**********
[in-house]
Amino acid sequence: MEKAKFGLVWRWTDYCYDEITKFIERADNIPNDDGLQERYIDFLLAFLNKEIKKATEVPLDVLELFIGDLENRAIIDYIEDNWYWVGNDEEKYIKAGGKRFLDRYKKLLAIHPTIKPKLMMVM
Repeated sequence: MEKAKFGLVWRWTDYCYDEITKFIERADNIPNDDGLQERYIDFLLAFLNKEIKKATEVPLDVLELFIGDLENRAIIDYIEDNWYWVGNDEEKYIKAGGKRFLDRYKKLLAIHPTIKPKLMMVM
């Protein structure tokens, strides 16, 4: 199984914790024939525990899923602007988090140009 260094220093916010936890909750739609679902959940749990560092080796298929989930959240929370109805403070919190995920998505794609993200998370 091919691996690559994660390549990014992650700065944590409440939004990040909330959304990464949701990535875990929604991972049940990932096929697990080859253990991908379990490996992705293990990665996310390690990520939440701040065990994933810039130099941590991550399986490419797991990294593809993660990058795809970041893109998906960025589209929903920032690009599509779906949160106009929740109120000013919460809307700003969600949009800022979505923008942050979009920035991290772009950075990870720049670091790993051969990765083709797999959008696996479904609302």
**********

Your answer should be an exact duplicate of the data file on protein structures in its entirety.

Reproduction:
[in-house]
Amino acid sequence: MEKAKFGLVWRWTDYCYDEITKFIERADNIPNDDGLQERYIDFLLAFLNKEIKKATEVPLDVLELFIGDLENRAIIDYIEDNWYWVGNDEEKYIKAGGKRFLDRYKKLLAIHPTIKPKLMMVM
Repeated sequence: MEKAKFGLVWRWTDYCYDEITKFIERADNIPNDDGLQERYIDFLLAFLNKEIKKATEVPLDVLELFIGDLENRAIIDYIEDNWYWVGNDEEKYIKAGGKRFLDRYKKLLAIHPTIKPKLMMVM
């Protein structure tokens, strides 16, 4: 199984914790024939525990899923602007988090140009 260094220093916010936890909750739609679902959940749990560092080796298929989930959240929370109805403070919190995920998505794609993200998370 091919691996690559994660390549990014992650700065944590409440939004990040909330959304990464949701990535875990929604991972049940990932096929697990080859253990991908379990490996992705293990990665996310390690990520939440701040065990994933810039130099941590991550399986490419797991990294593809993660990058795809970041893109998906960025589209929903920032690009599509779906949160106009929740109120000013919460809307700003969600949009800022979505923008942050979009920035991290772009950075990870720049670091790993051969990765083709797999959008696996479904609302």